Legislative resolutions don’t carry the weight of law, but they do provide clues as to what statutory changes might be given serious consideration in years to come.
This year, the resolution that received the most publicity was probably Senate Concurrent Resolution 44, Senate draft 1, House draft 1, “Declaring a climate emergency and requesting statewide collaboration toward an immediate just transition and emergency mobilization effort to restore a safe climate.”
As the resolution states, a “climate emergency” isn’t the same as a state of emergency declared by appropriate authorities. Still, there is value in the Legislature’s acknowledgement “that an existential climate emergency threatens humanity and the natural world” and its request that “entities statewide … pursue … climate mitigation and adaptation efforts and mobilize at the necessary scale and speed.”
Other resolutions lacked the sweep of this one, but nonetheless merit attention. Here’s our take on a few of them.
Sea Level Rise: Senate Resolution 127, Senate draft 1, calls on the Office of Planning and Sustainable Development to identify state facilities and infrastructure vulnerable to flooding and other effects of sea level rise. In addition, it is to assess what can be done to mitigate the likely impacts, “including flood-proofing and relocating the facilities and infrastructure.”
In doing so, the office should give priority to “nature-based disaster resilience, climate change adaptation solutions, and actions that enhance disaster resilience and climate change adaptation efforts,” while also ensuring that the recommended actions “protect the state’s most vulnerable populations.”
A report to the Legislature is expected by the start of the 2023 session.
Coffee Pests: How did the coffee berry borer, a tiny beetle, become established in Hawaiʻi, threatening the state’s second-most valuable export crop? Inquiring legislators want to know.
Senate Concurrent Resolution 258/Senate Resolution 217 notes that the borer was first detected in Hawaiʻi in 2010 in the coffee-growing districts of Kona and Kaʻu. Since then, it has been detected on Oʻahu, Maui, Kauaʻi, and Lanaʻi. In Kona, the resolution states, “over 90 percent of coffee farms in the … region are affected by the coffee berry borer,” and every coffee farm in the region has seen yields – and crop prices – drastically reduced.
Legislators are just as curious about how another coffee pest, the coffee leaf rust, was able to enter the state a decade later, spreading since then from Holualoa, in the heart of the Kona coffee region, to Maui and Lanaʻi.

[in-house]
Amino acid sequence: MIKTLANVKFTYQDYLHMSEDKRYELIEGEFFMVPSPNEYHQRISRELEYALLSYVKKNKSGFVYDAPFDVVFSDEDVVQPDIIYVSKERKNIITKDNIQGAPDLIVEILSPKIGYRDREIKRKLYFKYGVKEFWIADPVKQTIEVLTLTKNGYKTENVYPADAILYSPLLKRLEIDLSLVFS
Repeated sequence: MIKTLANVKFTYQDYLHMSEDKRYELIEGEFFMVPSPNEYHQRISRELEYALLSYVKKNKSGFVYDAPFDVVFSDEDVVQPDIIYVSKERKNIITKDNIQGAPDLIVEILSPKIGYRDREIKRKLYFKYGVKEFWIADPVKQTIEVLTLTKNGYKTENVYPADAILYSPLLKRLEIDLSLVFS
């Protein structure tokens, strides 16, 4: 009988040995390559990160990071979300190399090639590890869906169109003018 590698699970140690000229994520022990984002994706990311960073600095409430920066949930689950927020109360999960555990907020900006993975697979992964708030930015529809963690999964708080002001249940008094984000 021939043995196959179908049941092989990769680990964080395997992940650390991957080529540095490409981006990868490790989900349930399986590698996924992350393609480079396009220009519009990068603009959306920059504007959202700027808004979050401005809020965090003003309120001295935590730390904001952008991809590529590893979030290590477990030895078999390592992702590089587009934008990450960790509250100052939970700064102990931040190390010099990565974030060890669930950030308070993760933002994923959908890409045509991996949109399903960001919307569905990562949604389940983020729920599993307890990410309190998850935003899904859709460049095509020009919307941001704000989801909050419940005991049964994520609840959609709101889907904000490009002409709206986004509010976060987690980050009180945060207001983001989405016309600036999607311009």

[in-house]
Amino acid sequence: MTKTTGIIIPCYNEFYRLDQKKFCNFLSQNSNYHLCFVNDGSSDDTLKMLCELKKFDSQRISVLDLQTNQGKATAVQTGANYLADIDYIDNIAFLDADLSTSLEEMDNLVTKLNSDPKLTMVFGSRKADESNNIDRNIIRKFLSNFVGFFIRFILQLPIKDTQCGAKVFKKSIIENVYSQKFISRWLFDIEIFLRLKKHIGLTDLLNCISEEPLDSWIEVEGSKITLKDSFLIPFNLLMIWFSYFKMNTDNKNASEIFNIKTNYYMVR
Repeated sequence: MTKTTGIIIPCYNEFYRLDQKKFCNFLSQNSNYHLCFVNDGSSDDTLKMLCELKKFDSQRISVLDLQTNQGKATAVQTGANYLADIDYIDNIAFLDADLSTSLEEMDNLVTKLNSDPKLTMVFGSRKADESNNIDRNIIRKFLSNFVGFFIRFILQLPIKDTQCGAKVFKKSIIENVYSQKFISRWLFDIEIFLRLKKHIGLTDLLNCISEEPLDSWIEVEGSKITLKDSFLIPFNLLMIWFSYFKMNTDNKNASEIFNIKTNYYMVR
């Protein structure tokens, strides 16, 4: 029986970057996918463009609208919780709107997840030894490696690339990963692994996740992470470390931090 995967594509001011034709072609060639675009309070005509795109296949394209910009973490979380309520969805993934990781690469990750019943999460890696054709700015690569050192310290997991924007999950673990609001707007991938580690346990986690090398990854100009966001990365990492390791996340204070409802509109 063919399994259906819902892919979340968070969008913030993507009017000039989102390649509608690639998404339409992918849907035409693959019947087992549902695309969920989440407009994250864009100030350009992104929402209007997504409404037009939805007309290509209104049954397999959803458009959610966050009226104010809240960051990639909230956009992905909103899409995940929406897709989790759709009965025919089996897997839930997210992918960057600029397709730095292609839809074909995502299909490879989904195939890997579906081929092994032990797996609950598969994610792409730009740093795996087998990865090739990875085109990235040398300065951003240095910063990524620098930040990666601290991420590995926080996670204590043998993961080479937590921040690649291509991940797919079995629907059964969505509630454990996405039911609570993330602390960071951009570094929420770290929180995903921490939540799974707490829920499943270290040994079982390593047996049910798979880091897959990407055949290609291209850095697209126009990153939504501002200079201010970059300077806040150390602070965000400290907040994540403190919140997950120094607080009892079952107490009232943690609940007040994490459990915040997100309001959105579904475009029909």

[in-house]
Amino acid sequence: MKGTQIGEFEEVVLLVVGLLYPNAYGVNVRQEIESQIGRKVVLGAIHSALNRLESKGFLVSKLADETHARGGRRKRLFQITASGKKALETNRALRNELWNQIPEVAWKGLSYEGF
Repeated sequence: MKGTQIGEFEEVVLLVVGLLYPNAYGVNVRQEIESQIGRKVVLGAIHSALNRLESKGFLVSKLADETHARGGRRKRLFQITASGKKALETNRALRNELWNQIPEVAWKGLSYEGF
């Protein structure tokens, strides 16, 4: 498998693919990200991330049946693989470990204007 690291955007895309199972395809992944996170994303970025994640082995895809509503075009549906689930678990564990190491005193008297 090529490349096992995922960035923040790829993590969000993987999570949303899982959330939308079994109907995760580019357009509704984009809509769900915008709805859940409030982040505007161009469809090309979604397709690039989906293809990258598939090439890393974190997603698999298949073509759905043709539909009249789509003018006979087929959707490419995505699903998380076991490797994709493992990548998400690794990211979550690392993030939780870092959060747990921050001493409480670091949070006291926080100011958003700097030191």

“It is imperative,” the resolution says, “that this body [the Legislature] be provided with a clear understanding of how they [these two pests] were introduced so that the costs of mitigation can be fairly shared among the responsible parties.” In an effort to arrive at that understanding, the resolution urges the state Department of Agriculture to pinpoint when and how the beetle and the rust were introduced “and determine what role the importation of green coffee … played in the introduction of these pests, and what risks the continued importation of green coffee poses to the ongoing viability of Hawaiʻi’s coffee industry.”
Phyllis Shimabukuro-Geiser, chairperson of the Board of Agriculture, said her department supported the intent of the resolution. However, she said, the DOA “lacks adequate staffing, training, and expertise for conducting the comprehensive investigations necessary to accurately determine the origin of these two invasive species.
“Further, as this represents a likely foreign pathway, this falls within the expertise and broader jurisdiction of the U.S. Department of Agriculture.” When the borer was first detected, the DOA asked the USDA Animal Plant Health Inspection Service to help it track down the origins of the coffee bean borer in the state. “While that investigation was inconclusive,” she said in her written testimony, “it was not linked to the importation of green coffee from foreign sources.” Her department has asked APHIS for assistance with similar research as to the introduction of the coffee leaf rust.